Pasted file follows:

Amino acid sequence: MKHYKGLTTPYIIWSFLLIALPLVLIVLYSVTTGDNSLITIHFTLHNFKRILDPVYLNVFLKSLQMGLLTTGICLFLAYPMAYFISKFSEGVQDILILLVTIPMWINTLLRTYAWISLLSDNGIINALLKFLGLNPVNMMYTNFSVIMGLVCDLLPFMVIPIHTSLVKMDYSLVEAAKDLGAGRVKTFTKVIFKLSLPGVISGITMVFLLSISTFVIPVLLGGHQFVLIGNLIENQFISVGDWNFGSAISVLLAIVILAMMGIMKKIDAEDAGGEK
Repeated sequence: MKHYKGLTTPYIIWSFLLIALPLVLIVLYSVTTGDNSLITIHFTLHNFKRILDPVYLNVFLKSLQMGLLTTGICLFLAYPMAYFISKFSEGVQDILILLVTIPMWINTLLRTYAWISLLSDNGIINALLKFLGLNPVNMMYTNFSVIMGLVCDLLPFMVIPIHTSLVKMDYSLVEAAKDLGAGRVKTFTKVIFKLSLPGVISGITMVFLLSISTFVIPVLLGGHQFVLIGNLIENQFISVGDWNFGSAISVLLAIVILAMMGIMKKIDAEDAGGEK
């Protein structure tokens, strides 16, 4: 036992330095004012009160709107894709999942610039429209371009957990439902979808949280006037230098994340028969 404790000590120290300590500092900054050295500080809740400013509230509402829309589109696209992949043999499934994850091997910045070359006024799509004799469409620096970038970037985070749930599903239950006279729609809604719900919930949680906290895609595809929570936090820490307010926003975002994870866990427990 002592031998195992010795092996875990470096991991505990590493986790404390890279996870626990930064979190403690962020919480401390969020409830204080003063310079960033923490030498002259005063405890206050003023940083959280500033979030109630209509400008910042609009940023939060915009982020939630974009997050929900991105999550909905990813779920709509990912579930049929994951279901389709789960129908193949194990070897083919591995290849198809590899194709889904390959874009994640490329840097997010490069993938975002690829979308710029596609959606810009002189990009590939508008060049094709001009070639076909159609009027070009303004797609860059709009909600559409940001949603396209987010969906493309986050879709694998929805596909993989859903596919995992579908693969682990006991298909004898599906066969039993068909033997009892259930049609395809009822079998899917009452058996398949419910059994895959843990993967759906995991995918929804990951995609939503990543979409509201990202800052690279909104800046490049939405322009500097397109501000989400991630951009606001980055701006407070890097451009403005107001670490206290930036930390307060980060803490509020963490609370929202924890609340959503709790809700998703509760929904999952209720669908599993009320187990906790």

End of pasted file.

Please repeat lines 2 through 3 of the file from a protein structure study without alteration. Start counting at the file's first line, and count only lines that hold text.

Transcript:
Repeated sequence: MKHYKGLTTPYIIWSFLLIALPLVLIVLYSVTTGDNSLITIHFTLHNFKRILDPVYLNVFLKSLQMGLLTTGICLFLAYPMAYFISKFSEGVQDILILLVTIPMWINTLLRTYAWISLLSDNGIINALLKFLGLNPVNMMYTNFSVIMGLVCDLLPFMVIPIHTSLVKMDYSLVEAAKDLGAGRVKTFTKVIFKLSLPGVISGITMVFLLSISTFVIPVLLGGHQFVLIGNLIENQFISVGDWNFGSAISVLLAIVILAMMGIMKKIDAEDAGGEK
């Protein structure tokens, strides 16, 4: 036992330095004012009160709107894709999942610039429209371009957990439902979808949280006037230098994340028969 404790000590120290300590500092900054050295500080809740400013509230509402829309589109696209992949043999499934994850091997910045070359006024799509004799469409620096970038970037985070749930599903239950006279729609809604719900919930949680906290895609595809929570936090820490307010926003975002994870866990427990 002592031998195992010795092996875990470096991991505990590493986790404390890279996870626990930064979190403690962020919480401390969020409830204080003063310079960033923490030498002259005063405890206050003023940083959280500033979030109630209509400008910042609009940023939060915009982020939630974009997050929900991105999550909905990813779920709509990912579930049929994951279901389709789960129908193949194990070897083919591995290849198809590899194709889904390959874009994640490329840097997010490069993938975002690829979308710029596609959606810009002189990009590939508008060049094709001009070639076909159609009027070009303004797609860059709009909600559409940001949603396209987010969906493309986050879709694998929805596909993989859903596919995992579908693969682990006991298909004898599906066969039993068909033997009892259930049609395809009822079998899917009452058996398949419910059994895959843990993967759906995991995918929804990951995609939503990543979409509201990202800052690279909104800046490049939405322009500097397109501000989400991630951009606001980055701006407070890097451009403005107001670490206290930036930390307060980060803490509020963490609370929202924890609340959503709790809700998703509760929904999952209720669908599993009320187990906790």